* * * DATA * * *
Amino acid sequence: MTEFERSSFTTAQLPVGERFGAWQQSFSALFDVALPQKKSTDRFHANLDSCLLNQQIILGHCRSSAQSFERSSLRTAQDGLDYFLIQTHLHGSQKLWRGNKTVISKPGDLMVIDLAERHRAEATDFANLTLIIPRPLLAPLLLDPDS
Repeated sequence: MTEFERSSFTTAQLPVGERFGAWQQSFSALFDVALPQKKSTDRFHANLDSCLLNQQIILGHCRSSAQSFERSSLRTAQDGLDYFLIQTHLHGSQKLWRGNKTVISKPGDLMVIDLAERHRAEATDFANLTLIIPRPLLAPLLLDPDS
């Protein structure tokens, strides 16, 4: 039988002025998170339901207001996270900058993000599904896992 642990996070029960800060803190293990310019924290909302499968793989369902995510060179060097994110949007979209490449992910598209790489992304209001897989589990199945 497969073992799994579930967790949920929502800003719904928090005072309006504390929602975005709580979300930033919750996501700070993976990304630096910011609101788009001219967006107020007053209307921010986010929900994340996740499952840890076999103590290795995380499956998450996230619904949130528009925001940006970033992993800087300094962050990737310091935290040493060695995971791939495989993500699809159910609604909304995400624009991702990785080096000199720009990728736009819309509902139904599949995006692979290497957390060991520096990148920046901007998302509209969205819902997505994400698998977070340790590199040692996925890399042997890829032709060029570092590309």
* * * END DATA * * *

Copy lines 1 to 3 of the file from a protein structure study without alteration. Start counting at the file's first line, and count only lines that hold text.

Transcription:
Amino acid sequence: MTEFERSSFTTAQLPVGERFGAWQQSFSALFDVALPQKKSTDRFHANLDSCLLNQQIILGHCRSSAQSFERSSLRTAQDGLDYFLIQTHLHGSQKLWRGNKTVISKPGDLMVIDLAERHRAEATDFANLTLIIPRPLLAPLLLDPDS
Repeated sequence: MTEFERSSFTTAQLPVGERFGAWQQSFSALFDVALPQKKSTDRFHANLDSCLLNQQIILGHCRSSAQSFERSSLRTAQDGLDYFLIQTHLHGSQKLWRGNKTVISKPGDLMVIDLAERHRAEATDFANLTLIIPRPLLAPLLLDPDS
């Protein structure tokens, strides 16, 4: 039988002025998170339901207001996270900058993000599904896992 642990996070029960800060803190293990310019924290909302499968793989369902995510060179060097994110949007979209490449992910598209790489992304209001897989589990199945 497969073992799994579930967790949920929502800003719904928090005072309006504390929602975005709580979300930033919750996501700070993976990304630096910011609101788009001219967006107020007053209307921010986010929900994340996740499952840890076999103590290795995380499956998450996230619904949130528009925001940006970033992993800087300094962050990737310091935290040493060695995971791939495989993500699809159910609604909304995400624009991702990785080096000199720009990728736009819309509902139904599949995006692979290497957390060991520096990148920046901007998302509209969205819902997505994400698998977070340790590199040692996925890399042997890829032709060029570092590309």